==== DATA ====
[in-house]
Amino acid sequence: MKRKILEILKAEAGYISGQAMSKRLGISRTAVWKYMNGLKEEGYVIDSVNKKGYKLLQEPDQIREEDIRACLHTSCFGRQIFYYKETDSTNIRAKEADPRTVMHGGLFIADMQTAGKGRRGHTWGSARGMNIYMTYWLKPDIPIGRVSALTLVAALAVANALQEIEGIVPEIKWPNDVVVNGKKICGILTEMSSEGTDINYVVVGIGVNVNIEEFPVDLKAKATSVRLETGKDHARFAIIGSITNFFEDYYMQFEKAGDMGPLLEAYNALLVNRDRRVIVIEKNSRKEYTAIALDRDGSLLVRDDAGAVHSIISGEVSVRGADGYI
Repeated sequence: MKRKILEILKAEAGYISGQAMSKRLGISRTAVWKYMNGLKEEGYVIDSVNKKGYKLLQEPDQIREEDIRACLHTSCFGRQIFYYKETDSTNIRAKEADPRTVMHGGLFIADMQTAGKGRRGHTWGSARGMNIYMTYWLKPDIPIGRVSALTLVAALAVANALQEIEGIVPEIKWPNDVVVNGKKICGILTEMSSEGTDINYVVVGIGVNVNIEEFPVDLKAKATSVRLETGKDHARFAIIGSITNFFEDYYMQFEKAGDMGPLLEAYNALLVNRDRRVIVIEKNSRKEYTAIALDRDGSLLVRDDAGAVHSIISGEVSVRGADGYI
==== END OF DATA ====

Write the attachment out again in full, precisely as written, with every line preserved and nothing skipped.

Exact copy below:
[in-house]
Amino acid sequence: MKRKILEILKAEAGYISGQAMSKRLGISRTAVWKYMNGLKEEGYVIDSVNKKGYKLLQEPDQIREEDIRACLHTSCFGRQIFYYKETDSTNIRAKEADPRTVMHGGLFIADMQTAGKGRRGHTWGSARGMNIYMTYWLKPDIPIGRVSALTLVAALAVANALQEIEGIVPEIKWPNDVVVNGKKICGILTEMSSEGTDINYVVVGIGVNVNIEEFPVDLKAKATSVRLETGKDHARFAIIGSITNFFEDYYMQFEKAGDMGPLLEAYNALLVNRDRRVIVIEKNSRKEYTAIALDRDGSLLVRDDAGAVHSIISGEVSVRGADGYI
Repeated sequence: MKRKILEILKAEAGYISGQAMSKRLGISRTAVWKYMNGLKEEGYVIDSVNKKGYKLLQEPDQIREEDIRACLHTSCFGRQIFYYKETDSTNIRAKEADPRTVMHGGLFIADMQTAGKGRRGHTWGSARGMNIYMTYWLKPDIPIGRVSALTLVAALAVANALQEIEGIVPEIKWPNDVVVNGKKICGILTEMSSEGTDINYVVVGIGVNVNIEEFPVDLKAKATSVRLETGKDHARFAIIGSITNFFEDYYMQFEKAGDMGPLLEAYNALLVNRDRRVIVIEKNSRKEYTAIALDRDGSLLVRDDAGAVHSIISGEVSVRGADGYI